Wednesday, 26 February 2014

(93): Tsaraba from an adventurous journalist (V)

Although the necklaces were beautiful, every shop owner wants you to buy from her.  But here is the challenge, I don’t know the actual price of the necklaces, I selected some, but we couldn't agree on the price, at one point they said 5000 CFA, then 3000 CFA, at the end, I purchased about three. The most important thing for me is the memory of the Island, and supporting the businesses there is a form of solidarity to the people who contribute daily on preserving this important historical edifice.

Traditional attires and necklaces in one of the shops in Goree Island  ©MJY

Goree Island looks like a small town at the moment, inside the Island there are several businesses and even some people reside there. Some facilities have been provided like schools, a police station etc., as we passed the house of no return, our next destination was a small shop selling various items including books. Whenever you travel never miss the opportunity to buy books written by the locals. This will give you the opportunity to understand how the local people view the historical events in their land rather than what an outsider writes about them.

As we spoke to the shop attendant she confirmed to us that they sell some books. She brought two copies of a book called Facts About Slavery by Guy Thilmans. It is an interesting treatise about slavery which looks at the history of European slavery, the capture of slaves, the different methods used in capturing the slaves whether through violent or peaceful means, the living condition of the slaves up to the period for the abolishment of slave trade.

“How much is this book?” I asked the shop attendant. “It is 7000 CFA”, as I prepared to pay, our tour guide, Elhadj Gaye insisted that I should not buy the book because it is too expensive. My friend, a banker from Lagos was also interested, yet Elhadj insisted that we should not buy it, he promised to take us to a bookshop at the end of the tour where we could get it at a cheaper price.

The book contains the history of slavery in Goree Island

Reluctantly, we left, but deep in my heart I was hoping I will not regret listening to Elhadj. Never underestimate the value of books, the information they contain is always more precious than their cost. Beyond that you wouldn’t know when you will desperately need them in the future.

We have less than fifteen minutes left to catch the ferry back to Dakar. Elhadj was getting faster, yet the tour was becoming more interesting. We passed through a hostel built for visitors who would like to spend some days in the Island. In fact I wouldn’t hesitate to recommend that universities teaching African history especially in neighboring West African states should organize an excursion to Goree Island so that students could see the mark of the real horror Africans went through. As we moved further, there was a school in the heart of the Island. Elhadj stopped briefly, and said, “this is the school of the Island”, it was attended by several African leaders like Leopold Senghor of Senegal, Modibo Keita of Mali, and Felix Houphou√ęt-Boigny of Cote d’Ivoire.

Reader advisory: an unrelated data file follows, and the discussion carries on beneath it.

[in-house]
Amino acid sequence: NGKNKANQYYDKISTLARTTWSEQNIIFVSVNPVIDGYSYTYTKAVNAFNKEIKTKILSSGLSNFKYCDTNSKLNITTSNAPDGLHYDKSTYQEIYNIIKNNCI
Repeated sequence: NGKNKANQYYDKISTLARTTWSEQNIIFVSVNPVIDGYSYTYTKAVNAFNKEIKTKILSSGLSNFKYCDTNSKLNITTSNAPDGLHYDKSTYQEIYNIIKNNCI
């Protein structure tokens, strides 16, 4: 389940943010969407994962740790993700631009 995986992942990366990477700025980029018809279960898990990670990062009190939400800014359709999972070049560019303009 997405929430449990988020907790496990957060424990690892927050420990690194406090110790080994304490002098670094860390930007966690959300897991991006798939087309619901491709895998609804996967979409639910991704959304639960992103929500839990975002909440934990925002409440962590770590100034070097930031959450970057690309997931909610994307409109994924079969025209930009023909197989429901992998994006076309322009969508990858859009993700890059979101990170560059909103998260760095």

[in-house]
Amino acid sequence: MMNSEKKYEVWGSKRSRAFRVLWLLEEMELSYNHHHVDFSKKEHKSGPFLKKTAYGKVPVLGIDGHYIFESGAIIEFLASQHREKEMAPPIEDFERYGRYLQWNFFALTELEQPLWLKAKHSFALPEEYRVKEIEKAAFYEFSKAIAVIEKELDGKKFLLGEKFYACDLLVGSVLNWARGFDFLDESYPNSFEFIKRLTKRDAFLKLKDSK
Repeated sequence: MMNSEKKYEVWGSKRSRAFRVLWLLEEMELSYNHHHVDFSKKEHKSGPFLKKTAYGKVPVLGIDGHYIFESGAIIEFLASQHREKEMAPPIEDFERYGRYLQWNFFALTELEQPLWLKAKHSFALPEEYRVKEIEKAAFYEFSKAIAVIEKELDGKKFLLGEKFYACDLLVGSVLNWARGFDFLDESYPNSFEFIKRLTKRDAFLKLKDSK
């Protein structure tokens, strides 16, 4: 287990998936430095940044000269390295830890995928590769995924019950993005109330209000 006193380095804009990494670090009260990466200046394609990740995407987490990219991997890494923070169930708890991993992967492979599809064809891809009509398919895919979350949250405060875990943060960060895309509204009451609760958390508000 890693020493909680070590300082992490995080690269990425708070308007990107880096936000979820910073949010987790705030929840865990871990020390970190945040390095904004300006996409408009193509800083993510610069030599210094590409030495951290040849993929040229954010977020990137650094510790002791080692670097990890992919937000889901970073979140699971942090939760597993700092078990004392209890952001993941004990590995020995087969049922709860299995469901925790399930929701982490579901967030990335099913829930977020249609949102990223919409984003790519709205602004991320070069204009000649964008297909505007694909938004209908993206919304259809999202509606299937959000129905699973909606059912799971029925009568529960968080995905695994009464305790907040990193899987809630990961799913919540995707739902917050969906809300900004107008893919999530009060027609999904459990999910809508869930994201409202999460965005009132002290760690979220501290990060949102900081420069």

The school attended by various African heads of state in Goree Island ©MJY

As we prepared to finish the tour, Elhadj took us to a small house beneath one of the buildings in the Island; there was a local artist who mixes sand with glue to produce traditional painting. It was creative and beautiful. His little hideout was decorated with various paintings that showcase the artistic heritage of Africa.

traditional artist in the Island  ©MJY

As we finished with the artist, spending two or three minutes in each stop, we managed to visit the mosque in the Island, the memorial built specifically to remember the victims of slavery, the few areas inhabited by some people in the Island. In fact as we were about to cross over to move towards the ferry, we came across the Imam of the Mosque, we quickly posed for a picture, and said goodbye to him.

The Imam of the Mosque in Goree Island ©MJY

I reminded Elhadji Gaye about the bookshop, we ran quickly and got a copy of the book Facts about Slavery at the cost of 5000 CFA, and shortly afterwards we ran to the ferry.  As we boarded on the ferry, it was full of passengers from different parts of the world. But unlike the smiling faces on our way to the Island, people look sympathetic; they have just walked through the land where Africans experienced the worst form of terror from fellow human beings. Thank you Senegal for preserving this historical edifice, the Goree Island.

Goodbye Goree Island ©MJY

Please the correct name of our tour guide is Elhadj Gaye not Adboulaye Gaye as I said in previous editions of this series.  Abdoulaye Ndiaye is another tour guide we met in the ferry who has a professorial grasp of the history of slavery; he was a former officer of the Senegalese Army.



Tuesday, 18 February 2014

(92): Tsaraba from an adventurous journalist (IV)